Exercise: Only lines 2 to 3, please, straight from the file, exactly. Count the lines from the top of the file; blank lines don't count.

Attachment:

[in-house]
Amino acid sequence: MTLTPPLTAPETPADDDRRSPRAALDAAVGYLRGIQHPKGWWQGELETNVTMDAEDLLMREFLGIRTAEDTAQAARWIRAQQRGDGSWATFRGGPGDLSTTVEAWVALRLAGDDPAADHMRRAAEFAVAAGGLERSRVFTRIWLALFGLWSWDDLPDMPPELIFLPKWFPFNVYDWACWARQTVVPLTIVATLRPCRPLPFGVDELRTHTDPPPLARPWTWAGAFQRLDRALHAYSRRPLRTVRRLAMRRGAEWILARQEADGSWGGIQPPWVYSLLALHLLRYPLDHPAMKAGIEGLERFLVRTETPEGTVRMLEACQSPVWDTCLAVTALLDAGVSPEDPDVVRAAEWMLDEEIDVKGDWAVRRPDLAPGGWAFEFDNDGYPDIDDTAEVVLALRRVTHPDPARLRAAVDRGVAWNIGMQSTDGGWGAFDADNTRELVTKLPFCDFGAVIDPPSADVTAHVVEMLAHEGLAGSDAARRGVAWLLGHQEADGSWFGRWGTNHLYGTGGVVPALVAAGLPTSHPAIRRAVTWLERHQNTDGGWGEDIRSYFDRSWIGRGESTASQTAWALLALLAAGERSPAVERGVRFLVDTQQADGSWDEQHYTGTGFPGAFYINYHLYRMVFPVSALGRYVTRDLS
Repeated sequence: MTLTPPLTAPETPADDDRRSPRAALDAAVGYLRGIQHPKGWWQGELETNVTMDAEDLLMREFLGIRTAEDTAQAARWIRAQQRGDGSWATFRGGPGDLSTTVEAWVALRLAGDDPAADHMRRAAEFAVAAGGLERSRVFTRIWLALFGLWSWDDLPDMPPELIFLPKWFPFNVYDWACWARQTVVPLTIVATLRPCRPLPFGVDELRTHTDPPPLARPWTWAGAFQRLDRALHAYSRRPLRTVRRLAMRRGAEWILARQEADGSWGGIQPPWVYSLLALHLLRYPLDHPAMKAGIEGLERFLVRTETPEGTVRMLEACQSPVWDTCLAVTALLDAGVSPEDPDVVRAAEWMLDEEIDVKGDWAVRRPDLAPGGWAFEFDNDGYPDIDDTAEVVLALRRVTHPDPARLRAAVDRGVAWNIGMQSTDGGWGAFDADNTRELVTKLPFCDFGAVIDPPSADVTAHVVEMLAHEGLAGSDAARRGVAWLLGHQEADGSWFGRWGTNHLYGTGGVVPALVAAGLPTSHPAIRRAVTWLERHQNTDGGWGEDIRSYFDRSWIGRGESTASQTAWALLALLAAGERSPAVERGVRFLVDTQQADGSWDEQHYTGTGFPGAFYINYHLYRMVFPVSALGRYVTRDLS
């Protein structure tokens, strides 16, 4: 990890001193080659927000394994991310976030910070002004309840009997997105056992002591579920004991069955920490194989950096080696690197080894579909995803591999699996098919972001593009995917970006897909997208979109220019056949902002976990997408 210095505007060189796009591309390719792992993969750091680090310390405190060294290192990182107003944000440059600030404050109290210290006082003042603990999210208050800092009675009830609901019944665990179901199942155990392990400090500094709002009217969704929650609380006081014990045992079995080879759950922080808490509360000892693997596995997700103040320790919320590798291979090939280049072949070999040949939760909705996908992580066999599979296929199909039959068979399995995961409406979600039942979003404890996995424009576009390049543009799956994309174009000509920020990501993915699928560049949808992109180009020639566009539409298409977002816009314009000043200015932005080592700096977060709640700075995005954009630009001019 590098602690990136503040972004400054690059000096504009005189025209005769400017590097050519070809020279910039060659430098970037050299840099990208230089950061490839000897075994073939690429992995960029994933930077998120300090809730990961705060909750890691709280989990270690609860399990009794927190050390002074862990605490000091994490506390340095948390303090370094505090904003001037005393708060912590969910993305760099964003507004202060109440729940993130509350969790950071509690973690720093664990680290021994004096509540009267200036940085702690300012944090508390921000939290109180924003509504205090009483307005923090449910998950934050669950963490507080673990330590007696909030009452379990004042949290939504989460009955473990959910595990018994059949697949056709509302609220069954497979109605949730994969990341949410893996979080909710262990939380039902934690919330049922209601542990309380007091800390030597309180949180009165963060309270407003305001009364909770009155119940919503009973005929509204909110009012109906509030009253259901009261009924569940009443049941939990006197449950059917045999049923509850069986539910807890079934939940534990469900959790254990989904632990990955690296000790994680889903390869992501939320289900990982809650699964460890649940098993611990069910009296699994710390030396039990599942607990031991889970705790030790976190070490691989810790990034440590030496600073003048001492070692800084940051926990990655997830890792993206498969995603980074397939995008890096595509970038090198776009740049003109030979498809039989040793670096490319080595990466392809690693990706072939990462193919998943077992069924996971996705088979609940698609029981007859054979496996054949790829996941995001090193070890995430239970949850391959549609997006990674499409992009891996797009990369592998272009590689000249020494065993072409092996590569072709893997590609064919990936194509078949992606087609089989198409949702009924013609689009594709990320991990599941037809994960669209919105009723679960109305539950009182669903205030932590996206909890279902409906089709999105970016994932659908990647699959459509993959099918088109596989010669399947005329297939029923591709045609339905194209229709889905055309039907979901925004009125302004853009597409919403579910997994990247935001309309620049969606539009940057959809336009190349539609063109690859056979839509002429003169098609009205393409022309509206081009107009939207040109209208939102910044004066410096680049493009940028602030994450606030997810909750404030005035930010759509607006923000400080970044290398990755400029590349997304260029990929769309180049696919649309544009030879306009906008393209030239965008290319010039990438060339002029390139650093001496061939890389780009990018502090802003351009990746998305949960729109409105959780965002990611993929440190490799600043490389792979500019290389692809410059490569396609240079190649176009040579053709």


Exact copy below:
Amino acid sequence: MTLTPPLTAPETPADDDRRSPRAALDAAVGYLRGIQHPKGWWQGELETNVTMDAEDLLMREFLGIRTAEDTAQAARWIRAQQRGDGSWATFRGGPGDLSTTVEAWVALRLAGDDPAADHMRRAAEFAVAAGGLERSRVFTRIWLALFGLWSWDDLPDMPPELIFLPKWFPFNVYDWACWARQTVVPLTIVATLRPCRPLPFGVDELRTHTDPPPLARPWTWAGAFQRLDRALHAYSRRPLRTVRRLAMRRGAEWILARQEADGSWGGIQPPWVYSLLALHLLRYPLDHPAMKAGIEGLERFLVRTETPEGTVRMLEACQSPVWDTCLAVTALLDAGVSPEDPDVVRAAEWMLDEEIDVKGDWAVRRPDLAPGGWAFEFDNDGYPDIDDTAEVVLALRRVTHPDPARLRAAVDRGVAWNIGMQSTDGGWGAFDADNTRELVTKLPFCDFGAVIDPPSADVTAHVVEMLAHEGLAGSDAARRGVAWLLGHQEADGSWFGRWGTNHLYGTGGVVPALVAAGLPTSHPAIRRAVTWLERHQNTDGGWGEDIRSYFDRSWIGRGESTASQTAWALLALLAAGERSPAVERGVRFLVDTQQADGSWDEQHYTGTGFPGAFYINYHLYRMVFPVSALGRYVTRDLS
Repeated sequence: MTLTPPLTAPETPADDDRRSPRAALDAAVGYLRGIQHPKGWWQGELETNVTMDAEDLLMREFLGIRTAEDTAQAARWIRAQQRGDGSWATFRGGPGDLSTTVEAWVALRLAGDDPAADHMRRAAEFAVAAGGLERSRVFTRIWLALFGLWSWDDLPDMPPELIFLPKWFPFNVYDWACWARQTVVPLTIVATLRPCRPLPFGVDELRTHTDPPPLARPWTWAGAFQRLDRALHAYSRRPLRTVRRLAMRRGAEWILARQEADGSWGGIQPPWVYSLLALHLLRYPLDHPAMKAGIEGLERFLVRTETPEGTVRMLEACQSPVWDTCLAVTALLDAGVSPEDPDVVRAAEWMLDEEIDVKGDWAVRRPDLAPGGWAFEFDNDGYPDIDDTAEVVLALRRVTHPDPARLRAAVDRGVAWNIGMQSTDGGWGAFDADNTRELVTKLPFCDFGAVIDPPSADVTAHVVEMLAHEGLAGSDAARRGVAWLLGHQEADGSWFGRWGTNHLYGTGGVVPALVAAGLPTSHPAIRRAVTWLERHQNTDGGWGEDIRSYFDRSWIGRGESTASQTAWALLALLAAGERSPAVERGVRFLVDTQQADGSWDEQHYTGTGFPGAFYINYHLYRMVFPVSALGRYVTRDLS